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Currently, we have a single server hosting all content: music, video and software. This content is downloaded by users through HTTP. Now free space is coming to an end and we are exploring different ways of extending our storage capacity. We want to do it cheap, simple and reliable (protected from disk/ server faults). Currenly, we see two ways:

  1. Add a couple of cheap servers with 4 disks (RAID1 ?), run some distributed file-system on top, like GlusterFS. Pros: hopefully, we will see all our disks as single flat file system, just dump content into it and be done. Cons: could be tricky in configuration and handling of faults.

  2. Add a couple of cheap servers, all running HTTP servers. Each piece of content (be it a music file or video) is placed on randomly selected two servers. Pros: don't have to deal with RAID, as content is duplicated; single server failure does not bring down any part of content; doubled distribution capacity (as any signle file could be downloaded from any of two servers hosting it). Cons: requires some scripting on part of distribution of content, adding/ removing servers.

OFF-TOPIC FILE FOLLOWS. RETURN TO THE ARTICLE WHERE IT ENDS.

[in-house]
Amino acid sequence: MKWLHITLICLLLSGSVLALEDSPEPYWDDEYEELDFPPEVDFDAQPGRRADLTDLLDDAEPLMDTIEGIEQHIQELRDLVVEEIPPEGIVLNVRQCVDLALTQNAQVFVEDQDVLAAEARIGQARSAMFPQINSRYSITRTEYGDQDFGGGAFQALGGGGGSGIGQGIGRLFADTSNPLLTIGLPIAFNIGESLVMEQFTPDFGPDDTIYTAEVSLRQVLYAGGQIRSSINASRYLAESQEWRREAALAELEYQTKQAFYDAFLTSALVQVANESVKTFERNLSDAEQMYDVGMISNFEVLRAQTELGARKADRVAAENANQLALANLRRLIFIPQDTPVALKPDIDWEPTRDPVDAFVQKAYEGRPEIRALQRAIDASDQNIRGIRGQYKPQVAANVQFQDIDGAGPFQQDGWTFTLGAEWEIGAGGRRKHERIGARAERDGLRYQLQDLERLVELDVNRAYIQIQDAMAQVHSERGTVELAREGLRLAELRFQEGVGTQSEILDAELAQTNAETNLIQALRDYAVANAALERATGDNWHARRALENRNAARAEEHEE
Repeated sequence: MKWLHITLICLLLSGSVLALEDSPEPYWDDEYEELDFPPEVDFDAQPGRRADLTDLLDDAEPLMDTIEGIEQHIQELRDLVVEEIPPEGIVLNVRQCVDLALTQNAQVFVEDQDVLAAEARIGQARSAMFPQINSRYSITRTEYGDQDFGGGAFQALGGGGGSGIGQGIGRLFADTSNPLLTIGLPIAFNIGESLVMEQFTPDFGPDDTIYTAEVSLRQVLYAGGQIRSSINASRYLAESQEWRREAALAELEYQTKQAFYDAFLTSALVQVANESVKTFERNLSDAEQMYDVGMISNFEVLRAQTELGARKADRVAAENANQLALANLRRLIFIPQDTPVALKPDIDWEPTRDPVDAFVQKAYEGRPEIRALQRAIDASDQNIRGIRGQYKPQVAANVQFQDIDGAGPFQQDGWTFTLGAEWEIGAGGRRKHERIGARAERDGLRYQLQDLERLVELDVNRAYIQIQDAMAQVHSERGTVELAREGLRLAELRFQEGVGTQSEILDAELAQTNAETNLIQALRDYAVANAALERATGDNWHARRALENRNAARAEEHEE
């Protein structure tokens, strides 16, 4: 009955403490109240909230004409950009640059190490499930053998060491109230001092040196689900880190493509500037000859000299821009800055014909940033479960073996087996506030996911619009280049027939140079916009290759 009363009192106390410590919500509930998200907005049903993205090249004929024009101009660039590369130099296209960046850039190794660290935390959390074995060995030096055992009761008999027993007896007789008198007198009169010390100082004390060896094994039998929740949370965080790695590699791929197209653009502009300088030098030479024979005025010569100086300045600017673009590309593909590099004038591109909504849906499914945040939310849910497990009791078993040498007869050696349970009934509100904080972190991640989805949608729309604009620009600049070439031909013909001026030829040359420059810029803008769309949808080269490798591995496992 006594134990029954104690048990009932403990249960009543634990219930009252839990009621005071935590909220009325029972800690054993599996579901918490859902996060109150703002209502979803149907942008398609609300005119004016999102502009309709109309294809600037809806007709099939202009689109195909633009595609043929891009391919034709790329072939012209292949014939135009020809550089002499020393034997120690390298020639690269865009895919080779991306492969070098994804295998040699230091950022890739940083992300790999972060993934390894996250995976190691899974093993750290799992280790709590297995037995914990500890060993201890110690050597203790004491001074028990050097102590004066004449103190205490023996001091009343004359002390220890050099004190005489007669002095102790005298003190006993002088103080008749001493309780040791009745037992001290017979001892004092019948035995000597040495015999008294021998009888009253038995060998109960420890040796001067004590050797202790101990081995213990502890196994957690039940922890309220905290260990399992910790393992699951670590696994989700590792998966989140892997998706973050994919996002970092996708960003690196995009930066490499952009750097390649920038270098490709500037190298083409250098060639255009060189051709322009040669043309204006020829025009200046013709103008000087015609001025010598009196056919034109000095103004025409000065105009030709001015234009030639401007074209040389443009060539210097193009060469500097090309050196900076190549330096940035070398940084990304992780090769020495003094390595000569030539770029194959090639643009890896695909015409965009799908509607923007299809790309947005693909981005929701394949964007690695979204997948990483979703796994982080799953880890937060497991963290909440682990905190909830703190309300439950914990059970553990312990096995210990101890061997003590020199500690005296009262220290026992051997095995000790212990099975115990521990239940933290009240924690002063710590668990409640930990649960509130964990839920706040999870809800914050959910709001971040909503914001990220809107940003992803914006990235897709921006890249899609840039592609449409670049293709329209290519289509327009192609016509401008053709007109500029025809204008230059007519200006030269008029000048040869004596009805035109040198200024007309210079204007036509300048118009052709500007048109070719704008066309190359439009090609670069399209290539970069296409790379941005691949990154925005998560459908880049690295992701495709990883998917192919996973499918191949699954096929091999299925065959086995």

Do we miss any other ways? Which of the aforementioned options seems to be the best?

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2 Answers 2

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BOTH options are not really cheap if you go into the overhead. I would go for (1), but not with a 4 disc system - I would go for for a SuperMicro case with 24 discs (!) in 2 rack units. powered by a nice RAID controller that can handle more cases. I would then make RAID 5 groups out of 8 discs each, keeping the first 8 set for OS (2 discs, mirror), SSD caching (ok, using ADaptec Raid Controllers) (2 discs) and hot spares (4 discs).

Depending on your needs you will find that to scale a LOT cheaper than low end servers where you need another server for every 4 discs, which I find ridiculously inefficient financially.

That is, unless you expect your 4 discs to last forever.

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Never thought about opensolaris and zfs? You can export it via nfs/iscsi/smb, its pretty cheap to build a machine for opensolaris and the storage is easily expandable. Plus a easy way to back it up. Give it a try

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